The pursuit of Andrews' Raiders formed the basis of the Buster Keaton silent film The General and a dramatic 1956 Walt Disney film, The Great Locomotive Chase.{end quote}

 

csa251862wandarrdtl.jpg

 

This small change note was issued due to the obvious coin hoarding that went on all over the North and South during the Civil War, inasmuch as Northern entities issued small change notes, so did Southern ones during the first couple of years of the war before inflation rendered such amounts trivial. Curiously this note was accepted as noted by the state in payment of taxes, a degree of recognition on the part of the State of Georgia.

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Awesome story. I had no idea that happened. I don't think I heard about it in the Ken Burn's videos.

 

Thanks for sharing!

 

 

History Channel has devoted whole episodes to the story, while a major story at the time it was inconsequential in the annals of history so that it was not noteworthy enough to go into Ken Burn's tales. A lot of the source for Ken Burn's videos were Shelby Foote's books, and he did not delve into this story very much.

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History Channel has devoted whole episodes to the story, while a major story at the time it was inconsequential in the annals of history so that it was not noteworthy enough to go into Ken Burn's tales. A lot of the source for Ken Burn's videos were Shelby Foote's books, and he did not delve into this story very much.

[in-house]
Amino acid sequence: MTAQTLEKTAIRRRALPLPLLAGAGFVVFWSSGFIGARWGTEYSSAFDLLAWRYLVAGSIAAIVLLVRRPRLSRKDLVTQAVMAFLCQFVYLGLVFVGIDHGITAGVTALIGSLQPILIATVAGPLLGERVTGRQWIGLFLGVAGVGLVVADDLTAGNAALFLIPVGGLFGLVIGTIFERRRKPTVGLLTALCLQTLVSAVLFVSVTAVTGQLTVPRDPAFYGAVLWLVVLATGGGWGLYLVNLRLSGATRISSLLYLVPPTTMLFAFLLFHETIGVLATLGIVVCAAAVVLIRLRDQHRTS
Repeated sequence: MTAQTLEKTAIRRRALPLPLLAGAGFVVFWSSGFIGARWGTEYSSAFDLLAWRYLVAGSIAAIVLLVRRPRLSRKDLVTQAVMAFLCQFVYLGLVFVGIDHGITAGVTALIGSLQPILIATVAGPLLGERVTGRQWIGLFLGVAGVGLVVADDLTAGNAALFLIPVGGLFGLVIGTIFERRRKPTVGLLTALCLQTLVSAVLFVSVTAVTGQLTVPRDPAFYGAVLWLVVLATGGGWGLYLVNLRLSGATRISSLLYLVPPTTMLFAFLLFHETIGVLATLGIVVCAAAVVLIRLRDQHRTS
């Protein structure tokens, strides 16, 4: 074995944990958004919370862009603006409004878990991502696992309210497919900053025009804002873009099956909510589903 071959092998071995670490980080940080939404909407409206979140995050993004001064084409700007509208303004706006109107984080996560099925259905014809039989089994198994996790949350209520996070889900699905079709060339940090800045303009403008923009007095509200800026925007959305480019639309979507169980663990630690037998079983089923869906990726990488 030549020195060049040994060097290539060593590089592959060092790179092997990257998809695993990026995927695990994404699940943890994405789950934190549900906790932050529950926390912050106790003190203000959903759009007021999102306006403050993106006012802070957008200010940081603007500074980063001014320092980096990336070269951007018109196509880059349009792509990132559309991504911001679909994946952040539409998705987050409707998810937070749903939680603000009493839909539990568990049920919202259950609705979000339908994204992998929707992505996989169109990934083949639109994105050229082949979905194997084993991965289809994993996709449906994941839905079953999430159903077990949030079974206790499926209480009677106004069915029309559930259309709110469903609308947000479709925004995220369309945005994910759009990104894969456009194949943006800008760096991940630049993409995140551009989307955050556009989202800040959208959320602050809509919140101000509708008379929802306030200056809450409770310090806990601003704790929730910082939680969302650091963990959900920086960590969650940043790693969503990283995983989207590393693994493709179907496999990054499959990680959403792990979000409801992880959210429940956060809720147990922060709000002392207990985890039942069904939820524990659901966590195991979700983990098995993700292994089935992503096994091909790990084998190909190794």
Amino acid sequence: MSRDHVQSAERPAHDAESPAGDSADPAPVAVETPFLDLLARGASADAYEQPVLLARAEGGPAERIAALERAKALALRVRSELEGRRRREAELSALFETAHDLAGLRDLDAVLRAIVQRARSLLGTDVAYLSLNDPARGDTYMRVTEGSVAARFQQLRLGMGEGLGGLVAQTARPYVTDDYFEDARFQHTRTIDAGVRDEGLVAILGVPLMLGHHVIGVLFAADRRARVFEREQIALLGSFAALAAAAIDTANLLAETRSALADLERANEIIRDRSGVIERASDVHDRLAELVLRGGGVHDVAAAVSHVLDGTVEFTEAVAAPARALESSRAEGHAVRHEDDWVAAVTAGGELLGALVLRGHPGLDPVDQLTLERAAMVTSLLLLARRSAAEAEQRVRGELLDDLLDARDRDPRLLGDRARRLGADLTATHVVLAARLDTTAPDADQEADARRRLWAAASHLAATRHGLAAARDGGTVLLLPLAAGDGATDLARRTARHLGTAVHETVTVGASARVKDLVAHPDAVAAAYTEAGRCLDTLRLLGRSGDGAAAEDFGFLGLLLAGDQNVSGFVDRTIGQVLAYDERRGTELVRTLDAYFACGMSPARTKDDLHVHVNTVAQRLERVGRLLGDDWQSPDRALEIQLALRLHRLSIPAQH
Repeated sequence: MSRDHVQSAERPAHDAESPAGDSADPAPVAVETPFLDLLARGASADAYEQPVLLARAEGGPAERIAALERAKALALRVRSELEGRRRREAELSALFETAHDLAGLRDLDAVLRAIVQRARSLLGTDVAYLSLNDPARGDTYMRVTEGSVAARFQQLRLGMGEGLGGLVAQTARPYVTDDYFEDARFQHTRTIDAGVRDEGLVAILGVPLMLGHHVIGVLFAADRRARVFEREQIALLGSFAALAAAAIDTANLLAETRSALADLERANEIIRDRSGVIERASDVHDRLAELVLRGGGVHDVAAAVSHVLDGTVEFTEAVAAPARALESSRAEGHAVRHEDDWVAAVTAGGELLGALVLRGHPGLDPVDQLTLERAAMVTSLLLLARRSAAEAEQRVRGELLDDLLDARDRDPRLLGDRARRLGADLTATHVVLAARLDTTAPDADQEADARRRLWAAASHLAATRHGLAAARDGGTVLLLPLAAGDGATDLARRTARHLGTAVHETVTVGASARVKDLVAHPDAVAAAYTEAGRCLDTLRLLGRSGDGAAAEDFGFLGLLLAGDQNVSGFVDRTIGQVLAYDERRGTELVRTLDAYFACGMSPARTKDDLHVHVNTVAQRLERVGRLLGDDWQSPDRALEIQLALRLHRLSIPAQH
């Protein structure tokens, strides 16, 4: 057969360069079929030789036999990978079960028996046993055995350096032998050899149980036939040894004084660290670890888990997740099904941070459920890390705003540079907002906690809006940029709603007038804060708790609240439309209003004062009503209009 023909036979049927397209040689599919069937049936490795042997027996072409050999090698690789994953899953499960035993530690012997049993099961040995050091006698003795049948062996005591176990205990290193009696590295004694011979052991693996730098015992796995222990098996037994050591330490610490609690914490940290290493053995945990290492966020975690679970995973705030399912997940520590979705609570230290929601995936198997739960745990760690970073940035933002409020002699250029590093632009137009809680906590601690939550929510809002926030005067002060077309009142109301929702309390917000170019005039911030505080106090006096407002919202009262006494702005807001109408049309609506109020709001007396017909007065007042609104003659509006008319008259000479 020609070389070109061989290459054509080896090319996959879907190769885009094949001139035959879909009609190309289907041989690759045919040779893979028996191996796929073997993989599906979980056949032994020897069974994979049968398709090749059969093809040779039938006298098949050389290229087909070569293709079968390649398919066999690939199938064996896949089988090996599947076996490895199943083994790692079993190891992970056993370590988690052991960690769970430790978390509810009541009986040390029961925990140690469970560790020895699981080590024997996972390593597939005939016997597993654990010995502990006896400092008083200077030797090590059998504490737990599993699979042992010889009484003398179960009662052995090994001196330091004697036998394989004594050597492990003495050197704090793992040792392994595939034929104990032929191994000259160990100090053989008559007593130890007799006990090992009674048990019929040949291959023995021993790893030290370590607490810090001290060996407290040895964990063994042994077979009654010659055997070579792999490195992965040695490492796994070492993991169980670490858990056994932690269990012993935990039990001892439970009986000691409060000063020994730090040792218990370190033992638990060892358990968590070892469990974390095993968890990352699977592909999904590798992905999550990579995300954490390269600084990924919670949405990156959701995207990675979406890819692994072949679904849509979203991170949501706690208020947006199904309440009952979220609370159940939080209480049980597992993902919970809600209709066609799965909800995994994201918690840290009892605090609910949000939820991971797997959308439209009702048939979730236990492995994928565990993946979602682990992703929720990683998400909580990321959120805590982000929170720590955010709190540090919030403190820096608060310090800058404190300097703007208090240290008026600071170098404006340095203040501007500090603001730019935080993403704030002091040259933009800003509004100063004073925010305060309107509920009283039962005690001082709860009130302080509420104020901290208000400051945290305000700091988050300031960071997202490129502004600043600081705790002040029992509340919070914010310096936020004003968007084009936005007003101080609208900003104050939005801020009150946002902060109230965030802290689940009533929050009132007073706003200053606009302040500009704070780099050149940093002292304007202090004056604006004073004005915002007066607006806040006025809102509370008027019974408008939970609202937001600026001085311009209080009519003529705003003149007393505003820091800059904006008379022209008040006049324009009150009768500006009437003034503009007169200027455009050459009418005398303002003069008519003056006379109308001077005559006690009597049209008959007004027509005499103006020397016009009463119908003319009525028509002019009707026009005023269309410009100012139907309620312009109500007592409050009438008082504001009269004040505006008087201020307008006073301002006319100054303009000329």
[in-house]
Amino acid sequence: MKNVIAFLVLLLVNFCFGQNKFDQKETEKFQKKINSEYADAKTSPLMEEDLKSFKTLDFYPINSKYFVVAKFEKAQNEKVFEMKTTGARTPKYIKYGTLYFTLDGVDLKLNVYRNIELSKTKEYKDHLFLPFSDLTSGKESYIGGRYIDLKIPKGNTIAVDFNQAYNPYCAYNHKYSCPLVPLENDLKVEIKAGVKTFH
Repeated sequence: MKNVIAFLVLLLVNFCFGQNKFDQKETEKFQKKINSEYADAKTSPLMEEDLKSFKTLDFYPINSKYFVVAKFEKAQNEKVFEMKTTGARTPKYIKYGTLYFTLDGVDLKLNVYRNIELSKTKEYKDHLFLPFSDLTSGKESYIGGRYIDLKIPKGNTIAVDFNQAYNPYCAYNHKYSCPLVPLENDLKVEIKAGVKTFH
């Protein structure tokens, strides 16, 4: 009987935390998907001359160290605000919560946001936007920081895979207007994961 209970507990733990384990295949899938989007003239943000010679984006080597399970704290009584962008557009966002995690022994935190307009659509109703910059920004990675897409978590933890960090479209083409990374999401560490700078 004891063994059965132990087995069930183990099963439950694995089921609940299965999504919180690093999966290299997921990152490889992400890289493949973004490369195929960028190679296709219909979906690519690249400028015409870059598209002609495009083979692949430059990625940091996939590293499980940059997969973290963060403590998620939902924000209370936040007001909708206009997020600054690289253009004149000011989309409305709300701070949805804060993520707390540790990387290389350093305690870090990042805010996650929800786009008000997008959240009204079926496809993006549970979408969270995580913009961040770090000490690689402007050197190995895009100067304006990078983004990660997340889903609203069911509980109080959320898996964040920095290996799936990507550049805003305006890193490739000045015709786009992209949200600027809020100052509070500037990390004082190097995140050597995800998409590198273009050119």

Odd, I must miss it on the Hist Channel.

 

I once made an attempt to read a Shelby Foote book. I was about 13 years old and I don't think I made it past the first page. You ever tackle one of them?

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Cool note, and a fascinating story !!! Thanks :ninja:

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The pursuit of Andrews' Raiders formed the basis of the Buster Keaton silent film The General and a dramatic 1956 Walt Disney film, The Great Locomotive Chase.{end quote}

 

 

Never saw this note before - BUT I did know of The General. I had to watch the Buster Keaton film in a college class. . . Believe it or not, Film Appreciation was a humanities class! Watch a movie, write a 1/3 page report double spaced and you get an A.... I actually got in trouble on th efirst report as I wrote a page and a half ... :ninja:

 

Good movie though, and a great note!

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Believe it or not, Film Appreciation was a humanities class! Watch a movie, write a 1/3 page report double spaced and you get an A....

 

Still is a class. I'm stuck taking engineering classes to graduate and others have to watch apocalypse now for class... where did I go wrong?????? :ninja:

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Odd, I must miss it on the Hist Channel.

 

I once made an attempt to read a Shelby Foote book. I was about 13 years old and I don't think I made it past the first page. You ever tackle one of them?

 

 

He had a very acerbic manor of writing with almost arcane terminology. Which is why it was not easily consumed when written, but rather in television form.